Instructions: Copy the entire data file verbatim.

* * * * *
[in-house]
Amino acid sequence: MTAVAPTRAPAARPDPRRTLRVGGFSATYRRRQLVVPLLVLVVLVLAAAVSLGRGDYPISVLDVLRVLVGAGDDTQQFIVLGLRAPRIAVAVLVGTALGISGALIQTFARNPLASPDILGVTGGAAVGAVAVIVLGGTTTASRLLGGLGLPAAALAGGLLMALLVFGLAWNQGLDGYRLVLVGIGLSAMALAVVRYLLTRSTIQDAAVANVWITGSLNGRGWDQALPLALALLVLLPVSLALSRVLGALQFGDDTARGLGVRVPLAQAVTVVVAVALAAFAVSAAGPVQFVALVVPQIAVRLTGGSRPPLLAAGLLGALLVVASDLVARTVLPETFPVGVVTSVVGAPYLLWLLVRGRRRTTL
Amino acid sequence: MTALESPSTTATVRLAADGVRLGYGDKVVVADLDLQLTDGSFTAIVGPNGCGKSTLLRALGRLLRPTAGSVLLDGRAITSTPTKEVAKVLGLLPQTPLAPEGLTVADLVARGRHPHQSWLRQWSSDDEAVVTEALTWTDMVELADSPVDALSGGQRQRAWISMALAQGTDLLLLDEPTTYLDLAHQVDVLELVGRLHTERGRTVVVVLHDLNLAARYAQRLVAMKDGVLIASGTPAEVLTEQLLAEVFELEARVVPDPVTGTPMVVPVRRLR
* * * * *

[in-house]
Amino acid sequence: MTAVAPTRAPAARPDPRRTLRVGGFSATYRRRQLVVPLLVLVVLVLAAAVSLGRGDYPISVLDVLRVLVGAGDDTQQFIVLGLRAPRIAVAVLVGTALGISGALIQTFARNPLASPDILGVTGGAAVGAVAVIVLGGTTTASRLLGGLGLPAAALAGGLLMALLVFGLAWNQGLDGYRLVLVGIGLSAMALAVVRYLLTRSTIQDAAVANVWITGSLNGRGWDQALPLALALLVLLPVSLALSRVLGALQFGDDTARGLGVRVPLAQAVTVVVAVALAAFAVSAAGPVQFVALVVPQIAVRLTGGSRPPLLAAGLLGALLVVASDLVARTVLPETFPVGVVTSVVGAPYLLWLLVRGRRRTTL
Amino acid sequence: MTALESPSTTATVRLAADGVRLGYGDKVVVADLDLQLTDGSFTAIVGPNGCGKSTLLRALGRLLRPTAGSVLLDGRAITSTPTKEVAKVLGLLPQTPLAPEGLTVADLVARGRHPHQSWLRQWSSDDEAVVTEALTWTDMVELADSPVDALSGGQRQRAWISMALAQGTDLLLLDEPTTYLDLAHQVDVLELVGRLHTERGRTVVVVLHDLNLAARYAQRLVAMKDGVLIASGTPAEVLTEQLLAEVFELEARVVPDPVTGTPMVVPVRRLR